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Animal Cognition

, Volume 6, Issue 1, pp 1–10 | Cite as

Duration of dogs' (Canis familiaris) working memory in search for disappearing objects

  • Sylvain FisetEmail author
  • Claude Beaulieu
  • France Landry
Original Article

Abstract

Two experiments explored the duration of dogs' working memory in an object permanence task: a delay was introduced between the disappearance of a moving object behind a box and the beginning of the search by the animal. In experiment 1, the dogs were tested with retention intervals of 0, 10, 30, and 60 s. Results revealed that the dogs' accuracy declined as a function of the length of the retention interval but remained above chance for each retention interval. In experiment 2, with new subjects, longer retention intervals (0, 30, 60, 120, and 240 s) were presented to the dogs. Results replicated findings from experiment 1 and revealed that the dogs' accuracy remained higher than chance level with delays up to 240 s. In both experiments, the analysis of errors also showed that the dogs searched as a function of the proximity of the target box and were not subject to intertrial proactive interference. In the discussion, we explore different alternatives to explain why dogs' search behaviour for hidden objects decreased as a function of the retention intervals.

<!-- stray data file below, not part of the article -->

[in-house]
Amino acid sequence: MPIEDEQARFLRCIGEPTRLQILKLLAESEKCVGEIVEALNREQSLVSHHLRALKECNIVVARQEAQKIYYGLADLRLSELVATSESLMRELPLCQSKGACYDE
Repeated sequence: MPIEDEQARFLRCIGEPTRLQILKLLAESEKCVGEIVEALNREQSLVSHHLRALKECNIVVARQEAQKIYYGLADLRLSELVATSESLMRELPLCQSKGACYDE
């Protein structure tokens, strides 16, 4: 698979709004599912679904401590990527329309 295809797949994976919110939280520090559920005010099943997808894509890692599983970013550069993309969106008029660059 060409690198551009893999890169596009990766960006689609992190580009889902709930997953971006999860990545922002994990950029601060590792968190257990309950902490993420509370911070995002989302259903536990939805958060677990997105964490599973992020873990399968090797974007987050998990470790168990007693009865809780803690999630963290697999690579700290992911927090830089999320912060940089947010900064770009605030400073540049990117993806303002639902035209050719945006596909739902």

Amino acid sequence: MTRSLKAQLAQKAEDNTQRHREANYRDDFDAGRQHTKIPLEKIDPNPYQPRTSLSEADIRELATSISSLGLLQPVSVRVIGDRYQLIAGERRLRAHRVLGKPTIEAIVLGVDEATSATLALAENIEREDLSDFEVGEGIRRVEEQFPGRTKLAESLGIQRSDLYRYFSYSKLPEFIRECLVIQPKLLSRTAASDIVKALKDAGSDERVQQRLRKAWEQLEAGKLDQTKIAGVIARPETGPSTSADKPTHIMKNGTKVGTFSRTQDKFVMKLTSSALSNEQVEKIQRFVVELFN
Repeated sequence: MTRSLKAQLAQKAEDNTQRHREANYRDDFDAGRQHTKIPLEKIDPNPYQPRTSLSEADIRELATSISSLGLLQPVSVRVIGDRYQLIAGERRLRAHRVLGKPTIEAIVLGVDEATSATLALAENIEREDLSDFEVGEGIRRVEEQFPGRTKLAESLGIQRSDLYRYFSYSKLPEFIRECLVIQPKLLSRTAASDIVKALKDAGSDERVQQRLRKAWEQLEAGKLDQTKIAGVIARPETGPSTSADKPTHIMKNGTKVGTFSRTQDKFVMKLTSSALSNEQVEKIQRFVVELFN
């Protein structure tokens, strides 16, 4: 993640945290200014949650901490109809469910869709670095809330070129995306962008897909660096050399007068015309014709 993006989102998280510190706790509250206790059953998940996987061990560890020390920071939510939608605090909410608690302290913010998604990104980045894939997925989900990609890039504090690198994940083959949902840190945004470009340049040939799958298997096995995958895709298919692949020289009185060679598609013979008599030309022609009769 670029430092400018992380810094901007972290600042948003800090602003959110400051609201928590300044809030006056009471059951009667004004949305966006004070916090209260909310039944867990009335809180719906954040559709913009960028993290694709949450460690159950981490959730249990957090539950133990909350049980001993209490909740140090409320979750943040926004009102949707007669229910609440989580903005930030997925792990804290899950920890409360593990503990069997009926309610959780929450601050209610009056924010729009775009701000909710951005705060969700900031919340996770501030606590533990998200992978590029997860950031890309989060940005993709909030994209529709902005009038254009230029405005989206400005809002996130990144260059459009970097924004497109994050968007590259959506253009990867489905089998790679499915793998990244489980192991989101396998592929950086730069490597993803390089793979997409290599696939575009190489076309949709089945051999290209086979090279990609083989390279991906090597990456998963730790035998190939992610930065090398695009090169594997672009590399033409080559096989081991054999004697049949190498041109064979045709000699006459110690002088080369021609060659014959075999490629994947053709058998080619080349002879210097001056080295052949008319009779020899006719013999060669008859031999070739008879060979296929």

Keywords

Object permanence Search behaviour Working memory Retention interval Dogs 

Notes

Acknowledgements

This research was supported by an operating research grant from the Natural Sciences and Engineering Research Council of Canada (NSERC) and by a research grant from the Faculté des Études Supérieures et de la Recherche (FESR) of Université de Moncton. The experiments received approval from the Comité de protection des animaux from the Faculté des études supérieures et de la recherche de l'Université de Moncton, which is responsible for the application and enforcement of rules of the Canadian Council on Animal Care. We thank the dogs' owners who participated in these experiments.

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Copyright information

© Springer-Verlag 2003

Authors and Affiliations

  1. 1.Secteur Sciences HumainesUniversité de MonctonEdmundstonCanada
  2. 2.École de psychologieUniversité d'OttawaOttawaCanada

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